Kingston’s all-female artist organization is showcasing their biggest exhibition yet at the Tett Centre.
From Oct. 26 to Nov. 25, the Organization of Kingston Women’s Artists (OKWA) will be presenting an open exhibition at the Tett Centre for Creativity and Learning to share their artwork with community members and art lovers.
OKWA, a non-profit group comprised of 57 female professional artists, provides a network for female artists in the Kingston community to exchange ideas. Artwork is accepted by juried application only.
The large, open space of the gallery allows OKWA to showcase a variety of different art mediums, ranging from acrylic and oil on canvas to sculptures and photography.
“We support each other in art-making — it’s a regular forum for artists to be able to share their work,” OKWA member Mary O’Brien said.
In her acrylic and collage on canvas piece “Gibara Bound”, O’Brien mixes photography with painting and blurs the line between them.
“I’m currently working with mixed media on canvas, more specifically photography inspired by the places I’ve traveled to. On a past trip to Cuba I noticed a wall of a train station as I was passing by — it was something that no one gave a second thought, yet I saw the life in the dead, skeleton building,” O’Brien said.
“I’m inspired by ordinary things that have a modest beauty to them.”
The artist looks to unexpected places for inspiration and highlights the importance of appreciating beauty within everyday life.
JT Winik, another member of OKWA, delves into the raw emotion surrounding the political conflicts in the Middle East. In her piece “Orphan”, she examines the ugly tragedy of war.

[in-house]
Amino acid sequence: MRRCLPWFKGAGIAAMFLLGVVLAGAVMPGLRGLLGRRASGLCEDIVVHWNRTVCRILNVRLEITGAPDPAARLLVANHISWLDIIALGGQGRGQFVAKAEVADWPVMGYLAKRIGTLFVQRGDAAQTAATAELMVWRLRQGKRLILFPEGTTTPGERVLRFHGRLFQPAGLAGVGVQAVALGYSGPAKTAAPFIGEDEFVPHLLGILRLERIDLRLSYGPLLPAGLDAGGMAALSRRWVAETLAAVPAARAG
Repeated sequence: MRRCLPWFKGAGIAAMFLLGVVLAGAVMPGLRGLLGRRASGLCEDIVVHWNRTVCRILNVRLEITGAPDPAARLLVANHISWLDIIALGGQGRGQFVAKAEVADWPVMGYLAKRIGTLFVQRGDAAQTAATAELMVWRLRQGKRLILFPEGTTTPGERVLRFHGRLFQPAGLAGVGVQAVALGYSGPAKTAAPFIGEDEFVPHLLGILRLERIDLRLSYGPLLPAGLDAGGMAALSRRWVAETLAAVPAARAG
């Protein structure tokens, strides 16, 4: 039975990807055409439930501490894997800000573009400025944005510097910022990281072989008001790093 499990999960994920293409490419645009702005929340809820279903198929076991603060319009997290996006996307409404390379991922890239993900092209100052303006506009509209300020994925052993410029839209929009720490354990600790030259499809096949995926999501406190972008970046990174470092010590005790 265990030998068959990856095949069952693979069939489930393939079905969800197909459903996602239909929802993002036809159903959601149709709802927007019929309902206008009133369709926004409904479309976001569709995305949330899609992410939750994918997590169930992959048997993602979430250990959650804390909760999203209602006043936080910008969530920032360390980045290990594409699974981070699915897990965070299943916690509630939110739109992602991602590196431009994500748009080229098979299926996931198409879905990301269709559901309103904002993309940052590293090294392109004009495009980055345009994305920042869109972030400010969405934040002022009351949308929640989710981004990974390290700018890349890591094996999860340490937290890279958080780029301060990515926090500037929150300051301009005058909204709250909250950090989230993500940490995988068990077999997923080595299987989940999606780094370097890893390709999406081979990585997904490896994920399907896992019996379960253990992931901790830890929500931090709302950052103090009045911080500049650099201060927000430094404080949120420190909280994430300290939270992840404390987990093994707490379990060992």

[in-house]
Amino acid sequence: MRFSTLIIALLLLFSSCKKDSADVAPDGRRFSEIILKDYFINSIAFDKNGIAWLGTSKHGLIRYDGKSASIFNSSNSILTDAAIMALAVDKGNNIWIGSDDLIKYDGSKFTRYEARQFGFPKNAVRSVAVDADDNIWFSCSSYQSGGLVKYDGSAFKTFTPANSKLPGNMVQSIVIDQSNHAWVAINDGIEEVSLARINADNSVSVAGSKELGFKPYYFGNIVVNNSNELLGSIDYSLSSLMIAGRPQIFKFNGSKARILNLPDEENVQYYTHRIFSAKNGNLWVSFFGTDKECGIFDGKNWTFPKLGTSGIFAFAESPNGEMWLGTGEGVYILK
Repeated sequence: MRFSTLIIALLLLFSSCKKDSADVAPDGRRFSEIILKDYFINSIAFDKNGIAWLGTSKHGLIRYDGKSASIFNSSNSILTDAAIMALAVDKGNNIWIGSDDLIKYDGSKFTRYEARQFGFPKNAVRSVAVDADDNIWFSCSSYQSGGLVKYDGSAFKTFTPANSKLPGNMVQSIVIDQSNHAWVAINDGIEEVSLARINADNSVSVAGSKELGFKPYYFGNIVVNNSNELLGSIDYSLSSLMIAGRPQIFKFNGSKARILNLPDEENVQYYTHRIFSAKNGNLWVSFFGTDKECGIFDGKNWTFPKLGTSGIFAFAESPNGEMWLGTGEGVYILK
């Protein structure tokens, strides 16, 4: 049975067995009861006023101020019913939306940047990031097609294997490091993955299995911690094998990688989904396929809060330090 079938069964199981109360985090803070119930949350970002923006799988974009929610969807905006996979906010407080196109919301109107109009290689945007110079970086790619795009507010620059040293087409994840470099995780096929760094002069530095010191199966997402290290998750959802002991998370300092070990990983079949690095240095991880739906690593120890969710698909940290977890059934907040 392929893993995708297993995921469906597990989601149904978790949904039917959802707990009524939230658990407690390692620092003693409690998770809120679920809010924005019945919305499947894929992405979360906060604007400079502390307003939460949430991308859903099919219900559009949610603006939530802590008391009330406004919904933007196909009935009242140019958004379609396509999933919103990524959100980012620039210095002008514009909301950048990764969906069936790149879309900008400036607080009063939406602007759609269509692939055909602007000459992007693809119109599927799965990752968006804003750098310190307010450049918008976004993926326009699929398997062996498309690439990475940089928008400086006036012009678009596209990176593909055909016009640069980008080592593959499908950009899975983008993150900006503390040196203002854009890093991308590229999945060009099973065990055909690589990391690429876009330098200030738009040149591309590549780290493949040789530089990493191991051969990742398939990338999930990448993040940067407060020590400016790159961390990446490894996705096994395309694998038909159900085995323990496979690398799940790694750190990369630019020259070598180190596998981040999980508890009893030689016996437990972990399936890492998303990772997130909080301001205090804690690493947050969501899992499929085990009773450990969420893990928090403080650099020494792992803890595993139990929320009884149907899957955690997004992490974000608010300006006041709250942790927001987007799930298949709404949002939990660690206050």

“As I often use children metaphorically in my work, “Orphan” burgeoned as an emotional response, representing the death of innocence,” Winik stated in an email to The Journal.
Winik also stated that her involvement in OKWA has made her feel connected to her home.
“I’ve spent a lot of time working in Europe, mostly Amsterdam and also around Guadalajara, Mexico. Being away for lengthy periods over many years, I was eventually feeling disconnected here,” Winik said.
“Working in a foreign country is inspiring for many reasons, but working at home is too.”
Since its conception 26 years ago, OKWA continually has provided a sense of community and a forum for support for local female artists, something that some artists felt had been missing amongst previous communities of women artists in Kingston.
Winik says OKWA has made her feel much more integrated into the artist community.
“As an organization of women artists from this area, we are committed to mutual encouragement and challenges,” she said.
Artist Michéle LaRose takes a more abstract approach in her piece “Marsden Meets Julie”, an oil painting on canvas.
“My intention is always to create works with lots of energy and points of contact that can allow viewers to see or imagine many different things and allow for a sustained and repeated engagement with my work,” LaRose said.
O’Brien says OKWA plans to return to the Tett next year and run workshops with the exhibition, so visitors can learn to make their own art.
“We just want to get people involved in creating,” O’Brien said.
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